It's funny how I had to travel halfway across the world to realize where home is.

Growing up in an all-white neighborhood in Staten Island, I always felt a bit out of place. It was home, but I stuck out from the others with my long braid and caramel skin. I always thought I would blend in when I was in India - that it would be a different kind of home. But here, eyes follow me, and well, my accented Hindi is always a dead give-away.
I'm an outsider.

I shadowed the attorney I'm interning for at the High Court in Chandigarh today for the first time. Dressed in the legal uniform- black dress pants, a black blazer, and a button-down white shirt, all I was missing was the black gown that the attorneys wore. Still, people would stare at me through my disguise. I proceeded to the waiting room, where the attorneys sat and read through case files, and waited for the time to present their cases.
And once those cases started, they kept going.

I followed the paralegal into the first courtroom. The judge sat at the front and center behind a large raised desk, on a deep maroon chair with a gold seal on the back. Beneath and in front of him, a woman and a man sat writing down whatever the judge mumbled to them. Towards the center of the room, the attorneys sat on either side behind a large desk facing the judge. Behind them, there were a few rows of black cushioned benches for attorneys and behind these benches, a few rows of chairs for the public. Along the walls were large oak cabinets with glass doors, behind which rested volumes of Punjab Law Reporter, arranged chronologically with their red and gold covers tarnished with time. Behind the judge was the only décor in the room: a large framed picture of Mahatma Gandhi.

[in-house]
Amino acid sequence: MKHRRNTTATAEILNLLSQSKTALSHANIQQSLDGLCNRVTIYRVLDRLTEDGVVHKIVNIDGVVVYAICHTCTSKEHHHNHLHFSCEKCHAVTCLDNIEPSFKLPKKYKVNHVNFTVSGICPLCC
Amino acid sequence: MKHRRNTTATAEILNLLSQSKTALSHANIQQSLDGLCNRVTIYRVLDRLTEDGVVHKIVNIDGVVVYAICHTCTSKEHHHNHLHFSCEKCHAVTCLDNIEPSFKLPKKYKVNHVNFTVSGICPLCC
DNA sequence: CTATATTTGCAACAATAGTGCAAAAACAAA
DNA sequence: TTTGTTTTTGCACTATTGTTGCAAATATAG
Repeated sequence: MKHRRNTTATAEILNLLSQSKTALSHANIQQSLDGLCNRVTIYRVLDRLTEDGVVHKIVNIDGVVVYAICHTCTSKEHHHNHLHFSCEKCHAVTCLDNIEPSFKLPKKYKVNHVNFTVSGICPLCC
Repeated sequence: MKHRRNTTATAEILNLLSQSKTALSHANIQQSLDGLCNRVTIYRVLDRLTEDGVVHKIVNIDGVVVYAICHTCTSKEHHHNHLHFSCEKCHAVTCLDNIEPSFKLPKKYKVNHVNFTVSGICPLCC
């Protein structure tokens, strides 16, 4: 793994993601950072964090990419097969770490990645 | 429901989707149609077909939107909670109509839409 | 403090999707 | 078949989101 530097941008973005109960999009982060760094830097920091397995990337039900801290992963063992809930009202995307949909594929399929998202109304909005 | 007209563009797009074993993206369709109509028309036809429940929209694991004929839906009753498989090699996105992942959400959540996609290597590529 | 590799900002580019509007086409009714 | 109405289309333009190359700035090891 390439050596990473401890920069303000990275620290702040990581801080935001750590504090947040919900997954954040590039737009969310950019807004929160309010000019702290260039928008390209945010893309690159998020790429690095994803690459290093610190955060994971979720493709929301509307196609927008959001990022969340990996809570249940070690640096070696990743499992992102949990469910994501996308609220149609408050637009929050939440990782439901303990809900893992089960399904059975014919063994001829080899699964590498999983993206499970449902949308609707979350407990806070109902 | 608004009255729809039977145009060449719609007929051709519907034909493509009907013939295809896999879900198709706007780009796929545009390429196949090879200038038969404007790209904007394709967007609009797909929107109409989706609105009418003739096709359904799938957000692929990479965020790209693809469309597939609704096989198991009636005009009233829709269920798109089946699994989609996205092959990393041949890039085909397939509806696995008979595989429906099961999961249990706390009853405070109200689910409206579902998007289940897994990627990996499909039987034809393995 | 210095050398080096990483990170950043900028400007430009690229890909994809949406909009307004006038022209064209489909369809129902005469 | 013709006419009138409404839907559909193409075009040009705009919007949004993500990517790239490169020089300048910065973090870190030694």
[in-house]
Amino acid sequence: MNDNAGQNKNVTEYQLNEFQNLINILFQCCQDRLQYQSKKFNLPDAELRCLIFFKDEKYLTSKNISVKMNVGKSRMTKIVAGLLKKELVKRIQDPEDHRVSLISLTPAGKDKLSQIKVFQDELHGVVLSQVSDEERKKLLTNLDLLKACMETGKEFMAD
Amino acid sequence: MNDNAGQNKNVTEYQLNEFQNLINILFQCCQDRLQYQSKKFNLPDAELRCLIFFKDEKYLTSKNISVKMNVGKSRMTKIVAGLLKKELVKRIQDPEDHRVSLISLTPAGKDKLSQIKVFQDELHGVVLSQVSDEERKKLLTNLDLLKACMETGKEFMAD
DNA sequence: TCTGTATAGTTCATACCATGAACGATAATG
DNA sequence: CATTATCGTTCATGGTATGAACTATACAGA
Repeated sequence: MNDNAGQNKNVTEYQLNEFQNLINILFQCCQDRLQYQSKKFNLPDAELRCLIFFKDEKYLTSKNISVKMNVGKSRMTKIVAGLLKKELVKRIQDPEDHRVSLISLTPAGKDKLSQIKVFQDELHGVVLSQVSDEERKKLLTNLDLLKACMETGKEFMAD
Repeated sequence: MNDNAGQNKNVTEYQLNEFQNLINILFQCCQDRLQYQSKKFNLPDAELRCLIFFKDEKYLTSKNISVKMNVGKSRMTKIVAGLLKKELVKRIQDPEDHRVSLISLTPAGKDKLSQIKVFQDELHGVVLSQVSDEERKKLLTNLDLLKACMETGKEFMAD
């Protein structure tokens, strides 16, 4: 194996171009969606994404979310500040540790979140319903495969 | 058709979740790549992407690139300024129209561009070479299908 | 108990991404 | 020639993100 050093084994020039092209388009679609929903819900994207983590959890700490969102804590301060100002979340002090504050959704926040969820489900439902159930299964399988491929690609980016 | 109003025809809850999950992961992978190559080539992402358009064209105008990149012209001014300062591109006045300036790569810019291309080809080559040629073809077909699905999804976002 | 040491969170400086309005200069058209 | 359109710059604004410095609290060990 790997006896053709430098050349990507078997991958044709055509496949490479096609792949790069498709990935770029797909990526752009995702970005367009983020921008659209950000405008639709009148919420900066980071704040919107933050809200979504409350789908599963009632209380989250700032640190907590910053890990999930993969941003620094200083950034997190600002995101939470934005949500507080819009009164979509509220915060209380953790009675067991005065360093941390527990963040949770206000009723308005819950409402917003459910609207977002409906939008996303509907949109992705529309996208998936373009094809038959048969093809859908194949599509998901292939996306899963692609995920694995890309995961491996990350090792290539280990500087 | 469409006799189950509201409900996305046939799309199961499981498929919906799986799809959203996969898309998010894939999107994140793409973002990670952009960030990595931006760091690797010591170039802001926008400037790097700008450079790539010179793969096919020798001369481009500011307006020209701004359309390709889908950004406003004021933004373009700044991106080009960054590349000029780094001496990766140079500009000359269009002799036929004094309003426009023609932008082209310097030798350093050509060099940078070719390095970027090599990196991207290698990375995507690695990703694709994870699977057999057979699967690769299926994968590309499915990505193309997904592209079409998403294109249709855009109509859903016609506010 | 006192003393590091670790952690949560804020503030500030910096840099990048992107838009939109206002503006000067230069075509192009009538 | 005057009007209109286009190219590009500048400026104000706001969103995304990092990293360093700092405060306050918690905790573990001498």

Fortunately for me, the proceedings were all in English. But they weren’t what I expected. The lawyers would just make their arguments, answer questions asked by the judge, and the judge would issue a verdict, which for the most part was only audible to the two people who scribbled away in front of the judge. There was no calling of witnesses, no objections, no jury. Just simple question-answer sessions, and decisions. And instead of banging a gavel (there wasn't one), the judge would slam the case file on the desk in front of him. Then, we'd move to another courtroom. Another case. Rinse and repeat. This cycle continued for about seven cases as I observed. I encountered one female judge and witnessed one female attorney presenting arguments. Other than that, the men ran the show. In my head, I did a silent cheer for the women.

After court that day, I walked down the path towards the road, feeling the eyes that followed me, knowing that I did not fit in. I sat in the three-wheeler that would take me back to the house. As the wind blew my hair about and the seat shook along the bumpy road, I thought about home, where all of a sudden, I felt like I belonged.


  1. Bani, your writing is beautiful. Seriously, so many times I read your posts and get a knot in my stomach or that before-you-cry lump in my throat and sometimes I don't even know why. Keep writing forever. <3

    Also, enjoy your trip & best of luck with your internship there!


    1. Harmeet, thank you so much; that really means the world to me <3
      I'll continue to write as long as I'm inspired by talented people like you :)
      Hope you're doing well!

  2. Yet another amazing article. Your writing is indeed very touching and relatable to so many. Good luck with your internship and I do hope I have the pleasure of meeting you there when I visit later this month :)

    - Harkiran

    1. Harkiran, thank you so much for reading & for your feedback; I really appreciate it! :)